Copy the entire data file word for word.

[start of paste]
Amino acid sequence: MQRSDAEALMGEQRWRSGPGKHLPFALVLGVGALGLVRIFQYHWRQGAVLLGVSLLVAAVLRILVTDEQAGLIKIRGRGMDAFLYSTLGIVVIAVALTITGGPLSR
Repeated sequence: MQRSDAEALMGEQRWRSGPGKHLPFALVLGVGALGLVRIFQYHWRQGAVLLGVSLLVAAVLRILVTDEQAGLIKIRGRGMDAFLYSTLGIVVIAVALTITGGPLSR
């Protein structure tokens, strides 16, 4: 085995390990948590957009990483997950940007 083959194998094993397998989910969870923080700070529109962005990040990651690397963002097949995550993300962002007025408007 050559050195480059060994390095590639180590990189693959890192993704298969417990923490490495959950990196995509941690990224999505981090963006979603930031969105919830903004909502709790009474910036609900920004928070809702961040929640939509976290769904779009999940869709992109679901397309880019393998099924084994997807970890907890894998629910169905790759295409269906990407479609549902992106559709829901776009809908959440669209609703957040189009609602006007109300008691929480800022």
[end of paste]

Amino acid sequence: MQRSDAEALMGEQRWRSGPGKHLPFALVLGVGALGLVRIFQYHWRQGAVLLGVSLLVAAVLRILVTDEQAGLIKIRGRGMDAFLYSTLGIVVIAVALTITGGPLSR
Repeated sequence: MQRSDAEALMGEQRWRSGPGKHLPFALVLGVGALGLVRIFQYHWRQGAVLLGVSLLVAAVLRILVTDEQAGLIKIRGRGMDAFLYSTLGIVVIAVALTITGGPLSR
């Protein structure tokens, strides 16, 4: 085995390990948590957009990483997950940007 083959194998094993397998989910969870923080700070529109962005990040990651690397963002097949995550993300962002007025408007 050559050195480059060994390095590639180590990189693959890192993704298969417990923490490495959950990196995509941690990224999505981090963006979603930031969105919830903004909502709790009474910036609900920004928070809702961040929640939509976290769904779009999940869709992109679901397309880019393998099924084994997807970890907890894998629910169905790759295409269906990407479609549902992106559709829901776009809908959440669209609703957040189009609602006007109300008691929480800022």